Five simple techniques to maximize your focus

Taking input from modern brain science studies could increase workflow. Studies using the latest neuroimaging and cognitive testing are showing us how the brain focuses and how easily the brain is distracted. The good news in this research area is that the brain can learn to ignore distractions, making you more attentive. Here are five simple techniques to maximize your concentration.

  1. Take a break and get more done
    Next time you try to push it to the limit, don’t be surprised if all you can think of is a coffee break. The brain consumes 20% of the energy produced by the body, and efficient energy supply is crucial, explains Professor David Attwell of University College London. So, to get the most out of your brain, take a break and get an energy boost.
  2. Don’t be a lazyhead
    Not all distractions are external. Sometimes it’s you, or more specifically your brain. The reason why you choose to read that incoming email, even if it interrupts your workflow, is because the brain is lazy. Complicated work is seen as a threat and the brain questions the situation: “Am I really going to solve this?” That is why some of us tend to push an important deadline forward whereas an incoming email gets our immediate attention.
  3. Capture the momentum
    Most people focus best in the morning or late at night, says leadership development expert and co-founder of the NeuroLeadership Institute David Rock. He also claims that 90 percent of us do our best thinking outside the office. In his book Your Brain at Work he explains that the brain can only deliver high-quality thinking in small quantities, in a limited amount of time. Rock also claims that a fresh mind is a limited momentum that it is important to hold on to while it’s there.
  4. Draw up to-do-lists
    The human brain has evolved very little over the past 10,000 years and despite our cultural and linguistic complexity, the brain still finds it easier to visualize things. Studies even show that the brain processes visual input 60,000 times faster than it does text. So, what you do when you write a to-do-list is to actually draw an image to stimulate your brain’s memory. Here’s a tip: try using mind-mapping or graphs instead of taking notes at your next meeting.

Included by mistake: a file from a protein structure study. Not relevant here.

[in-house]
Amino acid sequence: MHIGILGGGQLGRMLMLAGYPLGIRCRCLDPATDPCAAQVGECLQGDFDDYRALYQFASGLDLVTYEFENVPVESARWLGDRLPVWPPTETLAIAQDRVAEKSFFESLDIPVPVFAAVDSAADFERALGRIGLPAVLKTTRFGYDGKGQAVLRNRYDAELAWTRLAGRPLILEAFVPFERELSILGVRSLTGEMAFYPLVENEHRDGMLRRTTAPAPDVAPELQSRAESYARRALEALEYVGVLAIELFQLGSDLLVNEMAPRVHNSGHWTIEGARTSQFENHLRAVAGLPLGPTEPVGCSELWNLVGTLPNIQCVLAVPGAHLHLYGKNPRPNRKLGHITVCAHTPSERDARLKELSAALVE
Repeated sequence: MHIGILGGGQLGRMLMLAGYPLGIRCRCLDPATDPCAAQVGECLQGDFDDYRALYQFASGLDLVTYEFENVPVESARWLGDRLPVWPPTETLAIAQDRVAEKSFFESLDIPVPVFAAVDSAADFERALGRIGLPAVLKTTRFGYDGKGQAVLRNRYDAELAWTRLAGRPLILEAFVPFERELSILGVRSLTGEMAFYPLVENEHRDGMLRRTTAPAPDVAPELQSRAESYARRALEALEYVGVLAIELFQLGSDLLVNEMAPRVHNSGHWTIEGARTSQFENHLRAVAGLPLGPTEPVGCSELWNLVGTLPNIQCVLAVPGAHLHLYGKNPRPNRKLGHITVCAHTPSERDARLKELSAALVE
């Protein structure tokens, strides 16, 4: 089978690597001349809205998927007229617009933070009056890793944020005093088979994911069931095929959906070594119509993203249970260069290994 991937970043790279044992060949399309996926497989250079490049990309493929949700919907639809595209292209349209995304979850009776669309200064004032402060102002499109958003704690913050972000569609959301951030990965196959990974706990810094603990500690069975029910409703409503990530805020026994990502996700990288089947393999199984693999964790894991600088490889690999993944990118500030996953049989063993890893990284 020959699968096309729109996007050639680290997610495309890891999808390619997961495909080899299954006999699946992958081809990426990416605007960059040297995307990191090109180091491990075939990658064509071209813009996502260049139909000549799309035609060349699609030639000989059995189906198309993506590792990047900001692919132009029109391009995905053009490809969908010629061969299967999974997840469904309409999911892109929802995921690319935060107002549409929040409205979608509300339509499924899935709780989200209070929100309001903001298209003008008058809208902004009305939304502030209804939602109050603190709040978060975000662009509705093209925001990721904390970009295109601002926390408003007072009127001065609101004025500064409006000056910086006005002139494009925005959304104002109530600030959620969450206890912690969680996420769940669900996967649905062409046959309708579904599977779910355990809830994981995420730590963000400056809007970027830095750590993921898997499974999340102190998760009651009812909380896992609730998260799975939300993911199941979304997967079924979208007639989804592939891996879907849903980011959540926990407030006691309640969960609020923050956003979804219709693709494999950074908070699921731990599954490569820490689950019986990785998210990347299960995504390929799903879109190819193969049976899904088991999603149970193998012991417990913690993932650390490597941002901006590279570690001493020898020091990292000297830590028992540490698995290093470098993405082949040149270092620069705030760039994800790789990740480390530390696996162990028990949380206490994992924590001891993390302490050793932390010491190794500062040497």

5. Conflicts dulls your mind
    Our brain capacity is not infinitive, and discrepancies between coworkers is also a battle of brain resources. For instance, a speaker who feels ignored in a meeting situation instantly presses the brain’s emergency button. The speaker keeps going but with reduced confidence, which in turn may lead to a subsequent problem, a conflict. Frustration and conflicts steal a lot of important time and energy from our brains. One might say this dulls your mind, according to Kristina Bähr, a Swedish pediatrician and neuroleadership coach, in her podcast Hjärnpodden (the Brain Pod). In other words, always avoid pointless conflicts. Such an approach clears your mind.

Finally, some good advice from another expert, Michael Merzenich, Ph.D., Professor Emeritus at University of California, San Francisco. In his latest book, Soft-Wired, he focuses on how the new science of neuroplasticity may change the way we think.

“It’s important to consider what you should not be doing quite so much … Most of us waste far too much time passively receiving information from TV, computer and smartphone screens without translating what we see, hear or feel into any useful action … I strongly encourage you to consider changing your own life, in these and other ways. Take this subject seriously and your brain will thank you!”